Cloud computing has huge momentum, and plenty of genuine promise. But CFOs need to lead a careful financial analysis before their companies rush to either shed infrastructure in favor of a public cloud or invest in it further with the goal of creating a private cloud (not to mention "hybrid clouds" that shift work back and forth between public and private clouds; externally managed private-cloud services; and other permutations of the cloud concept). "Don't do it for the sake of doing it," says IBM's Telford. "Too many times in the history of IT, companies have heard about some new thing and jumped on the bandwagon without doing the appropriate ROI analysis."
David McCann is senior editor for technology at CFO.
Safe and Sound?
Regardless of its cost-saving potential, cloud computing often faces an uphill battle when it comes to concerns over data security. After all, data is flowing over a public network. While cloud firms can get a SAS 70 certification for their transaction-processing controls, there are not yet any widely accepted standards specifically for certifying cloud-computing security. Still, a recent report from Deloitte found that, "generally, the level of computer security, data-privacy practices, and expertise of major cloud-service providers are likely to be greater than those provided by an in-house IT staff and systems."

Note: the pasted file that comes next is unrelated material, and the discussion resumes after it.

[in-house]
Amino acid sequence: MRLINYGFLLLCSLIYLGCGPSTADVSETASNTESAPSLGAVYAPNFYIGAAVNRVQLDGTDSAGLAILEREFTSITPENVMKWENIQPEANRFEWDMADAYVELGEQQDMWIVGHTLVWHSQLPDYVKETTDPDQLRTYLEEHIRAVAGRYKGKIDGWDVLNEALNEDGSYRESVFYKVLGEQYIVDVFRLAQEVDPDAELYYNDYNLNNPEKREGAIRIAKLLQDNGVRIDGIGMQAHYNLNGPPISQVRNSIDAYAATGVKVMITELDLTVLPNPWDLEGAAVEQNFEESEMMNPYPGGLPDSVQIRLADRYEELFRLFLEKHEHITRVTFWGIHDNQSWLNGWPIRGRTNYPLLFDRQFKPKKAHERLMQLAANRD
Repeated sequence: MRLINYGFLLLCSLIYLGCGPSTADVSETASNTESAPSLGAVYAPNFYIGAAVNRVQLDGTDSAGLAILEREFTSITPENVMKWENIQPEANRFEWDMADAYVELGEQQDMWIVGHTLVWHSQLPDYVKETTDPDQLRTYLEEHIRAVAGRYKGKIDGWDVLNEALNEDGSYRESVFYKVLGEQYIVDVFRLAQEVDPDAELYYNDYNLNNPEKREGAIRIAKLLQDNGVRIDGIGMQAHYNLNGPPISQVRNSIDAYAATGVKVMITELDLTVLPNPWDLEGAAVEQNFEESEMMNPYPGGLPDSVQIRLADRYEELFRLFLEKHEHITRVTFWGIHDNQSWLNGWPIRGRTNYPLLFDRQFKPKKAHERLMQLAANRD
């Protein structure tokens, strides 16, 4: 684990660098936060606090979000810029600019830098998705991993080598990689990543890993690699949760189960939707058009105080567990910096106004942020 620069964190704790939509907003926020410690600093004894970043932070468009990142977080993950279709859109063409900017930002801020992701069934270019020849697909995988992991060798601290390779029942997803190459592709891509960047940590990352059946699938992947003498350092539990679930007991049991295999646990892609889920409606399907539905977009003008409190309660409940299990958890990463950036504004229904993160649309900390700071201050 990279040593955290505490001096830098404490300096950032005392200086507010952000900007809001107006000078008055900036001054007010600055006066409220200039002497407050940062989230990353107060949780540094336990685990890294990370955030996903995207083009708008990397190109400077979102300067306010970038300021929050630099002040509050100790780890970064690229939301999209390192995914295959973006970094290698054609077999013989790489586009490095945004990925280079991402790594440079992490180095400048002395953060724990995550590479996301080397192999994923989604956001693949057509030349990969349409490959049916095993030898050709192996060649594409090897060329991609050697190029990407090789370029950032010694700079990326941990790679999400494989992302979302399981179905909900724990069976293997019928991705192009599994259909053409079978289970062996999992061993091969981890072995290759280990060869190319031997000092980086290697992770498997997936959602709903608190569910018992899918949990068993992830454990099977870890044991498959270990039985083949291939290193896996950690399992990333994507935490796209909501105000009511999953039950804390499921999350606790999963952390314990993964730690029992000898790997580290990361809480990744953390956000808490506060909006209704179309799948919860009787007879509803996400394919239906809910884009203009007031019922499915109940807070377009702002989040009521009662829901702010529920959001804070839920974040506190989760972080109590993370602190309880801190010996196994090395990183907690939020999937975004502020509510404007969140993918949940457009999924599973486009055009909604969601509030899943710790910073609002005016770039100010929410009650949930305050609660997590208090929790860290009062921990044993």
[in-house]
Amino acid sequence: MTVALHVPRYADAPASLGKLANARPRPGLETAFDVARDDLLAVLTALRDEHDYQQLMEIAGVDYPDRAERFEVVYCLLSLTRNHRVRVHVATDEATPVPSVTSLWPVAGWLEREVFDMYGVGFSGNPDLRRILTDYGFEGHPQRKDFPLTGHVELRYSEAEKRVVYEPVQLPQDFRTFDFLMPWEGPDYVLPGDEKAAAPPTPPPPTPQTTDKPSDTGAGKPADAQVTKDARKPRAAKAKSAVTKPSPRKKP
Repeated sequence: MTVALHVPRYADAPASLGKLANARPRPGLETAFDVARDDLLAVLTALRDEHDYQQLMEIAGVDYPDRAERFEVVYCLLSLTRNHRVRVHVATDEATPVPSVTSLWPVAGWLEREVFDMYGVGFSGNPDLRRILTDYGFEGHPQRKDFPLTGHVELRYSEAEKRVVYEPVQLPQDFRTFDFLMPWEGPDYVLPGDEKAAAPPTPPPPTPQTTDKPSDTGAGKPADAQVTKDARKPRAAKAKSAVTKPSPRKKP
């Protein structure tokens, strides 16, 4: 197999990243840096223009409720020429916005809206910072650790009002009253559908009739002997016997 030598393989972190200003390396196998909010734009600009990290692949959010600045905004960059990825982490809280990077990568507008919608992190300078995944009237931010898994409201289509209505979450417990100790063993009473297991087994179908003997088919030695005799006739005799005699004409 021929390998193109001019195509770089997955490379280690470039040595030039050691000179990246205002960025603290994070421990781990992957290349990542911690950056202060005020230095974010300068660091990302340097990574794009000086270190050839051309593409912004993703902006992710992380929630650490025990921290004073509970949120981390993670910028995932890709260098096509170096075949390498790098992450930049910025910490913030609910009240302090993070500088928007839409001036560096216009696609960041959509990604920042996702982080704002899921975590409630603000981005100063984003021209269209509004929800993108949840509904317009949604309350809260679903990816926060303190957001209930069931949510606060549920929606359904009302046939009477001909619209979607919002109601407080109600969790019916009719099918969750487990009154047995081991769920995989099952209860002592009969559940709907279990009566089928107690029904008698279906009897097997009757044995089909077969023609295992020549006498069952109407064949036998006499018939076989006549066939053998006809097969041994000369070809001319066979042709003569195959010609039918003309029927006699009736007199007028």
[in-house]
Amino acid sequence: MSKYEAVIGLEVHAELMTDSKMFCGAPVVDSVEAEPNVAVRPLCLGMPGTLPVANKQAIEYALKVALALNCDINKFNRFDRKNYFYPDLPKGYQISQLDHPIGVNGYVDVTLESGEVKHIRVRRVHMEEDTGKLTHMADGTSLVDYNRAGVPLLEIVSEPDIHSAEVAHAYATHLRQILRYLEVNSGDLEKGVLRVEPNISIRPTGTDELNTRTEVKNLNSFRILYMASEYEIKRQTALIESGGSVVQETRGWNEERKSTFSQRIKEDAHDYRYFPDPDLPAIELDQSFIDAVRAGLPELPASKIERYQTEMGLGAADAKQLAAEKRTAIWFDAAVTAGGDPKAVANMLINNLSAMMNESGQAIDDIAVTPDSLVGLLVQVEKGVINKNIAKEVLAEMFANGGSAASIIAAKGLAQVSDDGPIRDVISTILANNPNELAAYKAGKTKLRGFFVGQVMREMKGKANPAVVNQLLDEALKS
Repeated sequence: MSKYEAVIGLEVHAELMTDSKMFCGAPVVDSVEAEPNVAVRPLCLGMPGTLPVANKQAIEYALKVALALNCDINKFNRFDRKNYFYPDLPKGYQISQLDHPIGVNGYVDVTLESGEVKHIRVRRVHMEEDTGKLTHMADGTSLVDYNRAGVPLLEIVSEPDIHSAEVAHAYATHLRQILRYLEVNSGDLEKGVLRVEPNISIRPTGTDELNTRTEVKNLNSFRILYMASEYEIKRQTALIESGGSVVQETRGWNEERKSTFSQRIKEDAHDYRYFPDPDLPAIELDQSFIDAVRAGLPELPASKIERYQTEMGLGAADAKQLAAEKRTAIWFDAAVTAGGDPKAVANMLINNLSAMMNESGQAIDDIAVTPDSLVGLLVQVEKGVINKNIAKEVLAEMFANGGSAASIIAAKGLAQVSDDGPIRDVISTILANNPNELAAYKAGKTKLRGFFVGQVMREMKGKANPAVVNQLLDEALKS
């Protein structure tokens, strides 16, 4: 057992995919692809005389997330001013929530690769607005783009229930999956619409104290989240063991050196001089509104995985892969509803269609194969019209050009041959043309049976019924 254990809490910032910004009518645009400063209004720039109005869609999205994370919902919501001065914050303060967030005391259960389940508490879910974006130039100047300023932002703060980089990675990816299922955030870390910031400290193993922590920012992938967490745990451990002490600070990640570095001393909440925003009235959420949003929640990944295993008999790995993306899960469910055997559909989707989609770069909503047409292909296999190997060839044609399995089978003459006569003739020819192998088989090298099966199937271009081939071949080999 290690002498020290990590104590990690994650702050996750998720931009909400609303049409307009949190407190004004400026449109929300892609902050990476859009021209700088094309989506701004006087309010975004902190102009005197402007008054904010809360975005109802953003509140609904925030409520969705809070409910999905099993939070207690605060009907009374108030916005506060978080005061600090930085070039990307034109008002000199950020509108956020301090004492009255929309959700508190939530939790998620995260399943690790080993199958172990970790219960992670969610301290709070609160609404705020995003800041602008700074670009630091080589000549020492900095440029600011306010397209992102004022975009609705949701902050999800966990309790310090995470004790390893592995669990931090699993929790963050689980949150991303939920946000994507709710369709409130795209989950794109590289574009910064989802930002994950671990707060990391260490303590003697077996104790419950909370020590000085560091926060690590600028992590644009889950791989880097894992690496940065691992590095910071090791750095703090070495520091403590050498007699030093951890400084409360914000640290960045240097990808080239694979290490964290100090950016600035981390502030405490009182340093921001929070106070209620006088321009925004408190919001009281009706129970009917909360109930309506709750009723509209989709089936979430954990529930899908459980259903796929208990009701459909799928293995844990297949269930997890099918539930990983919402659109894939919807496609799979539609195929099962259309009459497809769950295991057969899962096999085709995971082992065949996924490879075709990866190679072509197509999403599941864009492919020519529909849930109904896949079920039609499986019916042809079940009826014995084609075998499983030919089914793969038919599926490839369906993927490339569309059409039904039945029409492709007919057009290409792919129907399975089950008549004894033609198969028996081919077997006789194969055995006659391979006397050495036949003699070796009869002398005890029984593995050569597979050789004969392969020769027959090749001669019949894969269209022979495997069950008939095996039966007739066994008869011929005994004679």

"Everybody in the cloud business is working on hardening security," says Brian Ott, vice president of the worldwide cloud program at Unisys. "Within two years, I believe it will no longer be the number-one issue making people hesitate to go into a public cloud."
Cloud computing also poses a different sort of data-security risk: the chance that your data may be hard to move should you switch providers. Deloitte cautions cloud users about the danger of "lock-in," that is, having your data managed in an operating system and associated architecture that inhibits portability. Intel CIO Diana Bryant agrees. "Providers will make it very easy for you to develop and run applications in their clouds," she says, "but it may be very expensive to port it into a different one, and they know it. The last thing you want is to have no choice." — D.M.